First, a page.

Brill’s New Pauly

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Subject: Classical Studies

Edited by: Hubert Cancik and Helmuth Schneider (Antiquity) and Manfred Landfester (Classical Tradition).
English translation edited by Christine F. Salazar (Antiquity) and Francis G. Gentry (Classical Tradition)

Brill´s New Pauly is the English edition of the authoritative Der Neue Pauly, published by Verlag J.B. Metzler since 1996. The encyclopaedic coverage and high academic standard of the work, the interdisciplinary and contemporary approach and clear and accessible presentation have made the New Pauly the unrivalled modern reference work for the ancient world. The section on Antiquity of Brill´s New Pauly are devoted to Greco-Roman antiquity and cover more than two thousand years of history, ranging from the second millennium BC to early medieval Europe. Special emphasis is given to the interaction between Greco-Roman culture on the one hand, and Semitic, Celtic, Germanic, and Slavonic culture, and ancient Judaism, Christianity, and Islam on the other hand. The section on the Classical Tradition is uniquely concerned with the long and influential aftermath of antiquity and the process of continuous reinterpretation and revaluation of the ancient heritage, including the history of classical scholarship. Brill´s New Pauly presents the current state of traditional and new areas of research and brings together specialist knowledge from leading scholars from all over the world. Many entries are elucidated with maps and illustrations and the English edition will include updated bibliographic references.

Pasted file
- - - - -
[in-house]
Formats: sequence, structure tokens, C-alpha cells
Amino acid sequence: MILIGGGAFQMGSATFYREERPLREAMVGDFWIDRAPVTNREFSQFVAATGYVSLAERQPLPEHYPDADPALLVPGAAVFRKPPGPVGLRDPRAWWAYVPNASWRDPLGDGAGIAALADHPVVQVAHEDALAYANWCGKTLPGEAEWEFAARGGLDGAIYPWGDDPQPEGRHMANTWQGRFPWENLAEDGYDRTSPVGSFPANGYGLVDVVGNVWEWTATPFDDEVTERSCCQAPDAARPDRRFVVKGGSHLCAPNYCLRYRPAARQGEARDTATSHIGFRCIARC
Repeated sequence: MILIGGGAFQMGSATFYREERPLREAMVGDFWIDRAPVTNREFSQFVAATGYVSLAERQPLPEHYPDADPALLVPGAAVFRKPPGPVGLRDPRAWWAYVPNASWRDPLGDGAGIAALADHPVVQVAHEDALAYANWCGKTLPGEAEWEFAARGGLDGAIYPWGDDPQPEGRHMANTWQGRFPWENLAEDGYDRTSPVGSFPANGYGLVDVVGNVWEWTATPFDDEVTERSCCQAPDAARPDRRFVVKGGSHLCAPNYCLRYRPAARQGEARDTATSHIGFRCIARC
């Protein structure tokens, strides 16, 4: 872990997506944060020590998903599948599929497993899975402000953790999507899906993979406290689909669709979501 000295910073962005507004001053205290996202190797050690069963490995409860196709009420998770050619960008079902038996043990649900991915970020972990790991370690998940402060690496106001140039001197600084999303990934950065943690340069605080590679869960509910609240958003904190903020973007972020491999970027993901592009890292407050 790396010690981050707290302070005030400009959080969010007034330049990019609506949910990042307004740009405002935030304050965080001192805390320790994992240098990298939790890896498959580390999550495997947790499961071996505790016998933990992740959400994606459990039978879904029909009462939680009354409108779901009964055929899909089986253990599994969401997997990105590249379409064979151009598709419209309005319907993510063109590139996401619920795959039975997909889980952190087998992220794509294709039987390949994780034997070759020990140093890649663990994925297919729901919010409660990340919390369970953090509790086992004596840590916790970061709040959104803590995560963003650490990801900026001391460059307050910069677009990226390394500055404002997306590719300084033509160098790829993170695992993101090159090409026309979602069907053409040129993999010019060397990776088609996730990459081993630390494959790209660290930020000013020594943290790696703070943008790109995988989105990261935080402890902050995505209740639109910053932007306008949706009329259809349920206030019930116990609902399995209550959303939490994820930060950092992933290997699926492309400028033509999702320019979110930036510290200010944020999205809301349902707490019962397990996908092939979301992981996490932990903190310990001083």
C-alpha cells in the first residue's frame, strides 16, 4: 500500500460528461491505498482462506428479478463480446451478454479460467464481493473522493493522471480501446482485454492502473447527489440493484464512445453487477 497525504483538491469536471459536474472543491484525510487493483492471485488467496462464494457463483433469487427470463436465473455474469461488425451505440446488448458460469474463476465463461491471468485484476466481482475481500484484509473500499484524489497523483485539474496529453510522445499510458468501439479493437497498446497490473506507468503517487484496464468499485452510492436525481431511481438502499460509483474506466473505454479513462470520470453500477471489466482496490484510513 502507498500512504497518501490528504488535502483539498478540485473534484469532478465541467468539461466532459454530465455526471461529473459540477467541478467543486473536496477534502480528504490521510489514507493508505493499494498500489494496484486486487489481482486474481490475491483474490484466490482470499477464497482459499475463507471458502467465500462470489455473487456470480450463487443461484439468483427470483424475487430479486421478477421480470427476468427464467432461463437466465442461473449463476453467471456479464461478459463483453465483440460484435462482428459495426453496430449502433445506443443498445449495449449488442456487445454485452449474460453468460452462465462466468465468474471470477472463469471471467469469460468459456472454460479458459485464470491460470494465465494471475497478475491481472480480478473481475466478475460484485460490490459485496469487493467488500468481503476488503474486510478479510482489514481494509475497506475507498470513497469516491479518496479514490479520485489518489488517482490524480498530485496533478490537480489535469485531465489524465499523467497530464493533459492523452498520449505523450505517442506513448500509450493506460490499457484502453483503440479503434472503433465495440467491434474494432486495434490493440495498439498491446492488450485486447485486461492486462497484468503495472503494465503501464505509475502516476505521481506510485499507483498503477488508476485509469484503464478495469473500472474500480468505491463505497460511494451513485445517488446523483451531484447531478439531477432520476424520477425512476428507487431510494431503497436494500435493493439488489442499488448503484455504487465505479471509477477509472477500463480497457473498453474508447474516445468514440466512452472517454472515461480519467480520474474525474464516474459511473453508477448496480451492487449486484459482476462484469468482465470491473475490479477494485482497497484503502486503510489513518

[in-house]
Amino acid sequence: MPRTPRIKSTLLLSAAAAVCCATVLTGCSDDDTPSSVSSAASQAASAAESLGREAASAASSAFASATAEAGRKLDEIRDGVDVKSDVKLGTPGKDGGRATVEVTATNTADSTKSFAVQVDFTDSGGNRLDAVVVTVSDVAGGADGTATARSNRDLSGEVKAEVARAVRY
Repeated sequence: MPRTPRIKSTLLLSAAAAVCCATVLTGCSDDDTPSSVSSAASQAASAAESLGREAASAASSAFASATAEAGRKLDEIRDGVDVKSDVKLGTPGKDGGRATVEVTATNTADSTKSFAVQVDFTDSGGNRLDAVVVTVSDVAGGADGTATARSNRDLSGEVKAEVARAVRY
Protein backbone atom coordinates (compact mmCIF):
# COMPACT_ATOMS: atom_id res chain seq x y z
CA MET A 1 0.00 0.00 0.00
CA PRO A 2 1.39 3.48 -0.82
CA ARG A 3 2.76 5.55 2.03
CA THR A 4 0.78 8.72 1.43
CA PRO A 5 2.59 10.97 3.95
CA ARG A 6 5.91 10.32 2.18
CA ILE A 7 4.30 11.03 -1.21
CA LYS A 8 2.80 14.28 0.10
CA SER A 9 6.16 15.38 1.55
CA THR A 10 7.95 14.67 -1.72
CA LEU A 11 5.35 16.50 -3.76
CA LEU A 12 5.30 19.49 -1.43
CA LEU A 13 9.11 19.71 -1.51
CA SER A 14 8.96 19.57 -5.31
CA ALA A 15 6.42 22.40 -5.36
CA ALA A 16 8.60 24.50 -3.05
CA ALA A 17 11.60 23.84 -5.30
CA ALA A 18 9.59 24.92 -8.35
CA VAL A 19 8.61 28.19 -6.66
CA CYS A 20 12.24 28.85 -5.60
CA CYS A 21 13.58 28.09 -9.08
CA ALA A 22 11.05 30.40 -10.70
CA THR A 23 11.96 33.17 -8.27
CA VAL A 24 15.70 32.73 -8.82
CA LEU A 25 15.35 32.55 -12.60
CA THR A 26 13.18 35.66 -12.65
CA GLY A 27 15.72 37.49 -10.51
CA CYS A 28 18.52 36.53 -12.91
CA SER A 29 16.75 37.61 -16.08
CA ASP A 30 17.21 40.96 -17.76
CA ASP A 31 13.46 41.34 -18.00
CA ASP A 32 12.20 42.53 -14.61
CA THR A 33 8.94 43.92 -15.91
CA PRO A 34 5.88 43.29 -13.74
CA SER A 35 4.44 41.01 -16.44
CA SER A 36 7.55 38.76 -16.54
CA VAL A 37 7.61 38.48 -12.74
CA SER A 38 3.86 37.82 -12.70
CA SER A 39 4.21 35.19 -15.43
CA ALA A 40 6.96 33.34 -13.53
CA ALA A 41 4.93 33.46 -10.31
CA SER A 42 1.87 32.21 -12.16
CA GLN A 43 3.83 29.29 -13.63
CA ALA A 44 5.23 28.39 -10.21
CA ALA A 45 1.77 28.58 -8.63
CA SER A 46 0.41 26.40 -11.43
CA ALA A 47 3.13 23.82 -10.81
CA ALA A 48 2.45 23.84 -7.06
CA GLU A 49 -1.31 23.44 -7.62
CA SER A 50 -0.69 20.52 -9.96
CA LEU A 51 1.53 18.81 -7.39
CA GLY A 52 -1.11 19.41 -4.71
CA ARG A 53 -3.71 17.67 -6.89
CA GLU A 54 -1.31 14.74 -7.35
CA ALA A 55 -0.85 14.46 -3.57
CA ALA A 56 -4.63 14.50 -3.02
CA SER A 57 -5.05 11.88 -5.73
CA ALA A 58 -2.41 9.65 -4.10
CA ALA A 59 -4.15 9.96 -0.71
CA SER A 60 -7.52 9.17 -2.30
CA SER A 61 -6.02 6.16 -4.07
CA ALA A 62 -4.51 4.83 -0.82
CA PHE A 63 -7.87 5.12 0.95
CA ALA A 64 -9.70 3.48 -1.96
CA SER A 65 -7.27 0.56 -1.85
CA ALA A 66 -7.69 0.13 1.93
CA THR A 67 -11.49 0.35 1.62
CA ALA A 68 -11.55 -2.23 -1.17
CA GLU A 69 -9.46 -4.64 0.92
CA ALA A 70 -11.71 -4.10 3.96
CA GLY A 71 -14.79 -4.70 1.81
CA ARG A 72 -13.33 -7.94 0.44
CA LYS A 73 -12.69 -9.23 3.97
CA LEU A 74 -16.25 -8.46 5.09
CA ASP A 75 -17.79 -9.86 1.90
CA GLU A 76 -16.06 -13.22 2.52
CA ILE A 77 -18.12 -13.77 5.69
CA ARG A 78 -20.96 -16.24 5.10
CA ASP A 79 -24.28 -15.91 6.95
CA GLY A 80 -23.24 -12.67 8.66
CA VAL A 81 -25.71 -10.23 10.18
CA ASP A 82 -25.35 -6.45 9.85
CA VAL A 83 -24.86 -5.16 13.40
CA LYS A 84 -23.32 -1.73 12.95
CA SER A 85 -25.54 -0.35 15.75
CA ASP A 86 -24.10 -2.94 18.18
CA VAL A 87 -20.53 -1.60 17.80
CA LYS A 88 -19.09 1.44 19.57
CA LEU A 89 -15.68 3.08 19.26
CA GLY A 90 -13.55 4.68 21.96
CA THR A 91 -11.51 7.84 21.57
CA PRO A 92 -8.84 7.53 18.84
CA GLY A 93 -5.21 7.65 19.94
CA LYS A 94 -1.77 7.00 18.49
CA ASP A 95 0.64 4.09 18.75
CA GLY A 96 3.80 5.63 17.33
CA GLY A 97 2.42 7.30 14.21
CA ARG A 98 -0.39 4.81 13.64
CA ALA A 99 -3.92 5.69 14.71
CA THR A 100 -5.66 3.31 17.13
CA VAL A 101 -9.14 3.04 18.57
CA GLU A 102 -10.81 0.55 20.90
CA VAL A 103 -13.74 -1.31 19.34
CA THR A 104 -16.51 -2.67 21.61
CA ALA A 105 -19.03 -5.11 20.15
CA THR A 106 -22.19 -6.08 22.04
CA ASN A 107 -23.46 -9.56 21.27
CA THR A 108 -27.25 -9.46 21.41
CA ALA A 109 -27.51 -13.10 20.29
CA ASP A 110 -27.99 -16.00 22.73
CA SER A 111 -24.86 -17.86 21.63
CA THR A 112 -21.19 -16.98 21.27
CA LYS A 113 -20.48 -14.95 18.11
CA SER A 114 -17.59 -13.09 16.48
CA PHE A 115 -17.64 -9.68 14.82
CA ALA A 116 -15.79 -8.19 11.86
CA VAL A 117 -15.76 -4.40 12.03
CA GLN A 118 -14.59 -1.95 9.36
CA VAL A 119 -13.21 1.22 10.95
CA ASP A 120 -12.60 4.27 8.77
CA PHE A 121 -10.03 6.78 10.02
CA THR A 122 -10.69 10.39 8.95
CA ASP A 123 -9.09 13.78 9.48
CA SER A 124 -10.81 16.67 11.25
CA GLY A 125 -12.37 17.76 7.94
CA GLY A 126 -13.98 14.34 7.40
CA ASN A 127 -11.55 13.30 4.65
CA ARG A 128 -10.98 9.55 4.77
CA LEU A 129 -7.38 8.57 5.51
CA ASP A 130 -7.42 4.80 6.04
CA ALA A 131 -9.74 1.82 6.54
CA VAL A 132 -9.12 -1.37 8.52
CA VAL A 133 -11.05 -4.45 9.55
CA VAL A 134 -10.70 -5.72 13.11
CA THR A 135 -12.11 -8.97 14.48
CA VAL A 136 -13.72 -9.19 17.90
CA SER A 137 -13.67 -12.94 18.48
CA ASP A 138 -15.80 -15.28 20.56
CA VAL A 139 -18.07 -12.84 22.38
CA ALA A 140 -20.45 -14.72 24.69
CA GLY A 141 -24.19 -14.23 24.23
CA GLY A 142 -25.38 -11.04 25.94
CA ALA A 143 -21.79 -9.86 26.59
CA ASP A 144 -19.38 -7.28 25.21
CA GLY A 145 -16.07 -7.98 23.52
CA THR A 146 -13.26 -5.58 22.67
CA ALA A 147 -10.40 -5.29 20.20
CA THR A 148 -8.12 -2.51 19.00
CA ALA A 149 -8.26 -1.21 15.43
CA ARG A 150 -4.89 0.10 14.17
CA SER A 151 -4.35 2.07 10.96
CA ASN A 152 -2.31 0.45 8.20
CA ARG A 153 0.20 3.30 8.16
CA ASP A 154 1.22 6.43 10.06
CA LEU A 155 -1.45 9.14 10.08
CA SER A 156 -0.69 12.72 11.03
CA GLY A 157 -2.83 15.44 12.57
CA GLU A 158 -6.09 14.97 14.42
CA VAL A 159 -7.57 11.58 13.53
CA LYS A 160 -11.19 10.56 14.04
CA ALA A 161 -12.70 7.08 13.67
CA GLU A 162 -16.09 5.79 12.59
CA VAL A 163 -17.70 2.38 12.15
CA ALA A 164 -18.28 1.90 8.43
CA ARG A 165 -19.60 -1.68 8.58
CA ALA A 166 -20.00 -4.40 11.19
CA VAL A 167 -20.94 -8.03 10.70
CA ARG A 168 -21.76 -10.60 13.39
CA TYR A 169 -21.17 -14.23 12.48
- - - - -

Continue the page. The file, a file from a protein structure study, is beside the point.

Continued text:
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Oa

(110 words)

Author(s): Lohmann, Hans (Bochum)
[German version] (Ὄα/ Óa, Ὀά/ ; demotikon Ὀα(ι)εύς/ Oa(i)eús, Ὄαθεν/Ó athen or Οἴαθεν/ Oíathen [1]). Attic mesogeia deme of the phyle of Pandionis, and from 1AD 27/8 of the Hadrianis, with four bouleutaí. Finds of funerary inscriptions point to the neighbourhood of Spata: IG II2 7820 (FO Papangelaki), IG II2 7816, 7817, 7825 (FO Velanideza). For métoikoi in O. cf. [2. 84]. Lohmann, Hans (Bochum) Bibliography 1 S. Dow, The Attic Demes Oa and Oe, in: AJPh 84, 1963, 166-181 2 Whitehead, Index s.v. O. Traill, Attica, 8, 17f., 42 with notes 14, 43, 62, 68, 111 no. 91 pl. 3, 15  J.S. Traill, Demos…

Oak

(818 words)

Author(s): Walde, Christine (Basle) | Herzhoff, Bernhard (Trier)